Your lease or financing agreement may require specific insurance. Your local state regulations may also require certain coverage. Your insurance agent or insurance company can help you navigate this process.
Establish Your Brand
At this point, you are officially the owner of a trucking business, which is a very exciting prospect. Now, you can start to build up some marketing materials for your brand.
This can include a simple website, business cards and social media profiles so potential customers can find out about your services.
Join Load Boards
Most independent truckers find work on load boards. These are internet sites where various companies post loads that need to be transported and truckers can bid on the jobs (loads).
It’s important to note that these jobs/loads are just one-time events. You pick up and deliver the requested load and then you are paid.
Joining these boards can be free for truckers or sometimes require a small monthly fee. It’s best to choose a few boards and monitor them closely for the best jobs.
You may find some boards are better than others for your particular needs, so experiment and try a few out to see which offers you the best loads.
Benefits of Forming a Business for Drivers
It’s important to understand that being a truck driver means you own a business. That means even though it’s just you, you still have to run your operation like a business.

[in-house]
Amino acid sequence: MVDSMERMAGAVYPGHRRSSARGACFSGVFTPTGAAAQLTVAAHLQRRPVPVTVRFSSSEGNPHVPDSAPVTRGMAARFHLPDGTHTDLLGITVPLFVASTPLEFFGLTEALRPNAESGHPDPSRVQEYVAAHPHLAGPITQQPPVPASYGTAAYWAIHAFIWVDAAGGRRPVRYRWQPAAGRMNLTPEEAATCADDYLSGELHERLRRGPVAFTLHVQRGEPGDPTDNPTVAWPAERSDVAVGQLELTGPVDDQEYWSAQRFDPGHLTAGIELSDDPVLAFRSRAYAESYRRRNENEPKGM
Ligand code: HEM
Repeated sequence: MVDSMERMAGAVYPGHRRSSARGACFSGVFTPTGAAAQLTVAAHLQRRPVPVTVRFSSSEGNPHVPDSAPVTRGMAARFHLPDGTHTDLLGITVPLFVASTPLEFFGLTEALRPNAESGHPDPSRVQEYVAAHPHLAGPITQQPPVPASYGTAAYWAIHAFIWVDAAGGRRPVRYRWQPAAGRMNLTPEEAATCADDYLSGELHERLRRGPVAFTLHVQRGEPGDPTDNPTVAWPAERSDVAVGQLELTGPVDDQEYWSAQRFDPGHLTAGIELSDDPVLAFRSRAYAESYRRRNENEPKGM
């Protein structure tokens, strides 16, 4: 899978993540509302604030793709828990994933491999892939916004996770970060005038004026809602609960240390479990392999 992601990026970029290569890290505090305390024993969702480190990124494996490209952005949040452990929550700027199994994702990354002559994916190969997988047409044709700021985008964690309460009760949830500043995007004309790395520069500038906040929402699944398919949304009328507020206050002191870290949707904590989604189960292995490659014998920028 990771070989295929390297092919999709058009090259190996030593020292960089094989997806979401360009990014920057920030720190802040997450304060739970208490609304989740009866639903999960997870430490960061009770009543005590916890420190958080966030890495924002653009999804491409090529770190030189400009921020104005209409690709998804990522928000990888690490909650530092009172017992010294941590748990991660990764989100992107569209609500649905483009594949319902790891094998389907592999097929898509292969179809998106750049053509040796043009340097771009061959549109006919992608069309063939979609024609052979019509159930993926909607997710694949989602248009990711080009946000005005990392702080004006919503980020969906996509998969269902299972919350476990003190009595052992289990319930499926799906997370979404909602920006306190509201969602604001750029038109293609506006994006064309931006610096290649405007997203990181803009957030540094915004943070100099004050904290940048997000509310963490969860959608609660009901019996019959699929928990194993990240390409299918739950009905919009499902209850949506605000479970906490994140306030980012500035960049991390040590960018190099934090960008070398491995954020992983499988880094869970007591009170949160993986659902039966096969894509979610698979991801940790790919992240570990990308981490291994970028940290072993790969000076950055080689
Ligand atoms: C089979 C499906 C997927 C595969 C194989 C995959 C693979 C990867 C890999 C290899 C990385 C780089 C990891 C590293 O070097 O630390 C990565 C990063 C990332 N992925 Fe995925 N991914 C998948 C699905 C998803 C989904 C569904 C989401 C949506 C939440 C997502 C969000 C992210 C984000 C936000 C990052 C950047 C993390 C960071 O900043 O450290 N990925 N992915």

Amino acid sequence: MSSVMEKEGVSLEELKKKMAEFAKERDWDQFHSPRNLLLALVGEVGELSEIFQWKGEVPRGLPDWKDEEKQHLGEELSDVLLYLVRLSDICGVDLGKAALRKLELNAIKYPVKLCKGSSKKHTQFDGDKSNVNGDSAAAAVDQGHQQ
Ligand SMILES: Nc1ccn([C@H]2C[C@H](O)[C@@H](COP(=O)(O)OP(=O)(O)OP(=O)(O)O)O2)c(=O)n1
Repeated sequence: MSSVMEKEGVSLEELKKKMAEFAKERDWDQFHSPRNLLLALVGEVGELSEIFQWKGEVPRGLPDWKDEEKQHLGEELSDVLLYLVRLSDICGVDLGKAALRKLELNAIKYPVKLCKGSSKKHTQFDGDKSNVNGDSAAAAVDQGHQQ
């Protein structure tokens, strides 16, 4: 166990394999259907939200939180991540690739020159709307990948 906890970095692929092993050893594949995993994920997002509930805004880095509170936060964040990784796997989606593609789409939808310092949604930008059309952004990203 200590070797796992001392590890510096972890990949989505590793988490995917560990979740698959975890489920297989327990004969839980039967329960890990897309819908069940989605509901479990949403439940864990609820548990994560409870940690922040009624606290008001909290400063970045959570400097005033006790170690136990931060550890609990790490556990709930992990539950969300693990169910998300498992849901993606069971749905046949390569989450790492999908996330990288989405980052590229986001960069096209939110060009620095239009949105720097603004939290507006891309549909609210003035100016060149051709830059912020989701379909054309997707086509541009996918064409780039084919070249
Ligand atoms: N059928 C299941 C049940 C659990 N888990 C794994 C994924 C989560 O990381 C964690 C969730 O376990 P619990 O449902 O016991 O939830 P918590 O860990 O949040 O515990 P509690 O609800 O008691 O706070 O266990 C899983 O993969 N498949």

The reason is that doing so gives you a lot of advantages.
- Setting up your business as an LLC or other structure may give you certain tax advantages that are not possible otherwise. This can save you considerable money.
- Forming your business properly protects you from certain personal legal liability in the unfortunate event you are sued or are involved in an accident.
- Forming a business and having a business bank account makes you look like a professional business that is run responsibly and in accordance with rules and regulations.
- Forming a business can also help with obtaining a business loan and lines of credit.
How Much Does It Cost to Start a Trucking Company
This exact figure can vary quite a bit as it depends on many factors. For example, are you starting with one truck or do you plan on buying more than one and hiring drivers?
Also, will you be buying new trucks or financing older models to save money?
All of these things will have a big impact on your specific costs. However, it’s important to note that many costs should be seen on a monthly basis, as your trucks will likely be financed.